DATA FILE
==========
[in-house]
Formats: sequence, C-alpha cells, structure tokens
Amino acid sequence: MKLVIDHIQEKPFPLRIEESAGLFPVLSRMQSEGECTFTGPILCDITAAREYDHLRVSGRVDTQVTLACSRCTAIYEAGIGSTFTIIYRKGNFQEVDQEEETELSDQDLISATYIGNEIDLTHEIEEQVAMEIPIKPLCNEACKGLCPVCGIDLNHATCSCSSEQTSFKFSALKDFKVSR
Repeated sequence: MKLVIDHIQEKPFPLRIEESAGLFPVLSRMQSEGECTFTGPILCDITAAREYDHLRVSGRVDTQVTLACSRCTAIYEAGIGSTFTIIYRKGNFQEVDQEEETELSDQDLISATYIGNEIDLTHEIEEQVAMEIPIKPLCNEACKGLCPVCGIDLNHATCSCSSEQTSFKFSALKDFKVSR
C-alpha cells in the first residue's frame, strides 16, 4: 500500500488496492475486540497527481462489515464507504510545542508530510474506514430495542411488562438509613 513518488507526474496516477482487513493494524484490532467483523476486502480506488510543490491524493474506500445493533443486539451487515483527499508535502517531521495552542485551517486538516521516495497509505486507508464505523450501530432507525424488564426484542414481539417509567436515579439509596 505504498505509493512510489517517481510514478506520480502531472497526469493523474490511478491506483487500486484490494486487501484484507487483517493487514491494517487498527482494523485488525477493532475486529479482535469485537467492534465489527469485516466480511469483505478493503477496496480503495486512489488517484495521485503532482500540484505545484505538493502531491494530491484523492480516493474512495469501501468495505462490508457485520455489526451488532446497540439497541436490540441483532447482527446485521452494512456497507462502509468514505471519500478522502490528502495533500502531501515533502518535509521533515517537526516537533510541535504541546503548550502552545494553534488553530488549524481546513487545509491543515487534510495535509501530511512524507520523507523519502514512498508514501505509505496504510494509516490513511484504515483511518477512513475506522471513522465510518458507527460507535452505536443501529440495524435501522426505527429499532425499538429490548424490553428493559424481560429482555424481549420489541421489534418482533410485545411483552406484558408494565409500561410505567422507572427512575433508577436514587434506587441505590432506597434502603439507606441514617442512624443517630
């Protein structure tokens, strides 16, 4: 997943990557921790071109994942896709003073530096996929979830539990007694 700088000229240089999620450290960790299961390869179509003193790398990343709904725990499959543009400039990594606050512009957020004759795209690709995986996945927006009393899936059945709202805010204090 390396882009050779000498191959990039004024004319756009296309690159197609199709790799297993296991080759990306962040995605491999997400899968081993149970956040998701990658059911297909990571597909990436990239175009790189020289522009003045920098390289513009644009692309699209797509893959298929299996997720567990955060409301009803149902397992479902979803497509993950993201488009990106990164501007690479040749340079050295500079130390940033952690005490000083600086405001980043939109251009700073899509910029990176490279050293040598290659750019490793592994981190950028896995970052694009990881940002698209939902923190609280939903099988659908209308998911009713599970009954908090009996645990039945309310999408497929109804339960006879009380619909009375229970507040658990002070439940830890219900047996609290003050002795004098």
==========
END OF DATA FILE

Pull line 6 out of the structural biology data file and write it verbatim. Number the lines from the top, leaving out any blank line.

């Protein structure tokens, strides 16, 4: 997943990557921790071109994942896709003073530096996929979830539990007694 700088000229240089999620450290960790299961390869179509003193790398990343709904725990499959543009400039990594606050512009957020004759795209690709995986996945927006009393899936059945709202805010204090 390396882009050779000498191959990039004024004319756009296309690159197609199709790799297993296991080759990306962040995605491999997400899968081993149970956040998701990658059911297909990571597909990436990239175009790189020289522009003045920098390289513009644009692309699209797509893959298929299996997720567990955060409301009803149902397992479902979803497509993950993201488009990106990164501007690479040749340079050295500079130390940033952690005490000083600086405001980043939109251009700073899509910029990176490279050293040598290659750019490793592994981190950028896995970052694009990881940002698209939902923190609280939903099988659908209308998911009713599970009954908090009996645990039945309310999408497929109804339960006879009380619909009375229970507040658990002070439940830890219900047996609290003050002795004098």